Anshul Gautam
Utopian Nerd

Utopian Nerd

Distributed Tracing with Spring Boot Jaeger - Part 3

Distributed Tracing with Spring Boot Jaeger - Part 3

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Anshul Gautam
ยทMay 23, 2022ยท

5 min read

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Table of contents

  • ๐ŸŽฏ What happens under the hood?
  • ๐ŸŽฏ Creating tracing information manually
  • ๐ŸŽฏ Ending Notes

This is going to be the final part in the Distributed Tracing series using Jaeger in a Spring Boot application. So far, we covered overview on Distributed Tracing and how we can integrate tracing using Jaeger in our Spring Boot applications. If you are coming to this post directly, I will urge you to go through the previous parts on this topic on this blog:

In this final part I will be wrapping up with the basic concepts that I had targeted to cover in the whole Distributed Tracing series.

๐ŸŽฏ What happens under the hood?

In the sample applications that we had developed, we included a jaeger dependency. This instrumented our code for distributed tracing. The Jaeger UI is the tool, which we ran via the easiest way using Docker, collected the metrics and other data from our application code and gave that a meaning through visual representations in the UI.

So clearly as far distributed tracing is concerned, we have two key components involved here:

  • The first component is the one which instrumented our code. Gathered information from our code and pushed to a destination.
  • The second component is the tracer UI which obtained data sent by the instrumentor piece and used that to represent transaction life span in its UI. We had used Jaeger UI for this.

The first component here, the instrumentor piece, is an implementation of OpenTracing specification.

OpenTracing is a vendor neutral open standard for distributed tracing. It provides model and interfaces that will be used for instrumenting the code. We used Jaeger implementation for OpenTracing in our applications.

With this approach, we are not tied to a particular backend implementation. We can easily switch to another implementations.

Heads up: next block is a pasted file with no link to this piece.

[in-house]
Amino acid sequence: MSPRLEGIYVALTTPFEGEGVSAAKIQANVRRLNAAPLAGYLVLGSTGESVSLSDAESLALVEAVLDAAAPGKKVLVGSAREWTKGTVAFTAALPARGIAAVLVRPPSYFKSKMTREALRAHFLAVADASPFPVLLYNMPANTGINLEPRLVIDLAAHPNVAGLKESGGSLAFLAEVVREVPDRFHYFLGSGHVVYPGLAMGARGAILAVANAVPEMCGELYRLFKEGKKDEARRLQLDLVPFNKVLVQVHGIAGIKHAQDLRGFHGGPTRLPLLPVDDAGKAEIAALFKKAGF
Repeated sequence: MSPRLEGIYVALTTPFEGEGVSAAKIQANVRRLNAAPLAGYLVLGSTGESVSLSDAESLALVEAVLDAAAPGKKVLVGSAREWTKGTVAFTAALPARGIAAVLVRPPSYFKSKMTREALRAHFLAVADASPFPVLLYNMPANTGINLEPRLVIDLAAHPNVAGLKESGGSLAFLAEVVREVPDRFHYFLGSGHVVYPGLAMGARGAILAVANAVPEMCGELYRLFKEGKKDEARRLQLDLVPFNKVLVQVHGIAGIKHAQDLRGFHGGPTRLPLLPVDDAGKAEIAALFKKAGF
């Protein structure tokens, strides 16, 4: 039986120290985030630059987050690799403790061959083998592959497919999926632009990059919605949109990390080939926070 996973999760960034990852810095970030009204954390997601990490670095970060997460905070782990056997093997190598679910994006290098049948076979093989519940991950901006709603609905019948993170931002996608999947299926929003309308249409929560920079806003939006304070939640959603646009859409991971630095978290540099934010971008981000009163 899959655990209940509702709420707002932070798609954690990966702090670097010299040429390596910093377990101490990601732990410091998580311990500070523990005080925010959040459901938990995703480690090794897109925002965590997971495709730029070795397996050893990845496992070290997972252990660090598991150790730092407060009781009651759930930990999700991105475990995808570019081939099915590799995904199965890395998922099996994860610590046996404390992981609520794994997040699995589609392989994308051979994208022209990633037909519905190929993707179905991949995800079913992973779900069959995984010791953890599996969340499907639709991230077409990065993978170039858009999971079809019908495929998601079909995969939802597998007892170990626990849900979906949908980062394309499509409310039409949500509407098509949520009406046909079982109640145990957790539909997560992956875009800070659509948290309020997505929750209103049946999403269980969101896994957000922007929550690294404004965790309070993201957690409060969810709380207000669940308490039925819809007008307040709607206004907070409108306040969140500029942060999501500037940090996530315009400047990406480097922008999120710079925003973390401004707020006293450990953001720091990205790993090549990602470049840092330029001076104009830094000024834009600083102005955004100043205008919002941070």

But did we write any code specifically in our applications to instrument the code ourselves, like creating traces and span, and then push the context propagation further? The answer is no, we did not do that.

We could have controlled everything, from creating traces to individual spans and tie the parent child relationships, but all these were not required explicitly as we had used opentracing-spring-jaeger-web-starter.

This implementation does more than providing the mere implementation. It automatically creates traces and spans as the request executes in the pipeline. And like I mentioned in part 2 as well, the Jaeger implementation here is:

  • Instrumenting the code
  • Intercepting the service calls that happen from their host application and insert proper header information.
  • Passing the updated header to the next service call in the pipeline as part of context propagation.
  • During service calls, it extracts the information from header and process it, and then after updating the header passes on to the next service call in the pipeline.

Well yes, opentracing-spring-jaeger-web-starter does this all on its own by default.

But what if we need to manually trigger the creating of trace, and add spans to it?

๐ŸŽฏ Creating tracing information manually

So in case of service calls we understood that Jaeger implementation used here is smart enough to do the instrumentation on its own. But if the application needs to do something on its own, without invocation from any service calls, then how do we manage that?